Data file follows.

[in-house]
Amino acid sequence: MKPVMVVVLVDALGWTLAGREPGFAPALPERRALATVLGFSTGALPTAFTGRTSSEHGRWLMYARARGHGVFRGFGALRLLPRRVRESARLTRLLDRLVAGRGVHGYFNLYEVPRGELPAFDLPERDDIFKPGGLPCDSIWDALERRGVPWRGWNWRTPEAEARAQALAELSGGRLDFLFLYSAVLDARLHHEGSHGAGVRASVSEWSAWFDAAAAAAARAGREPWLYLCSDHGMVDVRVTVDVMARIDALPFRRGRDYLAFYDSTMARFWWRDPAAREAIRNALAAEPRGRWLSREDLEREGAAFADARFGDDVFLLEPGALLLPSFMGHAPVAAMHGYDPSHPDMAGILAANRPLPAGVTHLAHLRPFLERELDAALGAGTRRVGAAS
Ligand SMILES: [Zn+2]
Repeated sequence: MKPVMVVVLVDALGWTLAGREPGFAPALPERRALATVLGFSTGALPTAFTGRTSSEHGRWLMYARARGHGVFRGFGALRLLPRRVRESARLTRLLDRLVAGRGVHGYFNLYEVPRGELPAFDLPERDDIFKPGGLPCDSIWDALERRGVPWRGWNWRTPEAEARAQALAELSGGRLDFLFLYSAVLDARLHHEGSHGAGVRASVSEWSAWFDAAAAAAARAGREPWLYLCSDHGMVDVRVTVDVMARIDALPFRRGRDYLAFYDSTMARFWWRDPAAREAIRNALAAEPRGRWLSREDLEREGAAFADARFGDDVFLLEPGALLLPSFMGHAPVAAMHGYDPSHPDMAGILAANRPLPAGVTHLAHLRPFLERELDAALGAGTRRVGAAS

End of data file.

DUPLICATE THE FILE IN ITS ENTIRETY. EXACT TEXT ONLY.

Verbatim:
[in-house]
Amino acid sequence: MKPVMVVVLVDALGWTLAGREPGFAPALPERRALATVLGFSTGALPTAFTGRTSSEHGRWLMYARARGHGVFRGFGALRLLPRRVRESARLTRLLDRLVAGRGVHGYFNLYEVPRGELPAFDLPERDDIFKPGGLPCDSIWDALERRGVPWRGWNWRTPEAEARAQALAELSGGRLDFLFLYSAVLDARLHHEGSHGAGVRASVSEWSAWFDAAAAAAARAGREPWLYLCSDHGMVDVRVTVDVMARIDALPFRRGRDYLAFYDSTMARFWWRDPAAREAIRNALAAEPRGRWLSREDLEREGAAFADARFGDDVFLLEPGALLLPSFMGHAPVAAMHGYDPSHPDMAGILAANRPLPAGVTHLAHLRPFLERELDAALGAGTRRVGAAS
Ligand SMILES: [Zn+2]
Repeated sequence: MKPVMVVVLVDALGWTLAGREPGFAPALPERRALATVLGFSTGALPTAFTGRTSSEHGRWLMYARARGHGVFRGFGALRLLPRRVRESARLTRLLDRLVAGRGVHGYFNLYEVPRGELPAFDLPERDDIFKPGGLPCDSIWDALERRGVPWRGWNWRTPEAEARAQALAELSGGRLDFLFLYSAVLDARLHHEGSHGAGVRASVSEWSAWFDAAAAAAARAGREPWLYLCSDHGMVDVRVTVDVMARIDALPFRRGRDYLAFYDSTMARFWWRDPAAREAIRNALAAEPRGRWLSREDLEREGAAFADARFGDDVFLLEPGALLLPSFMGHAPVAAMHGYDPSHPDMAGILAANRPLPAGVTHLAHLRPFLERELDAALGAGTRRVGAAS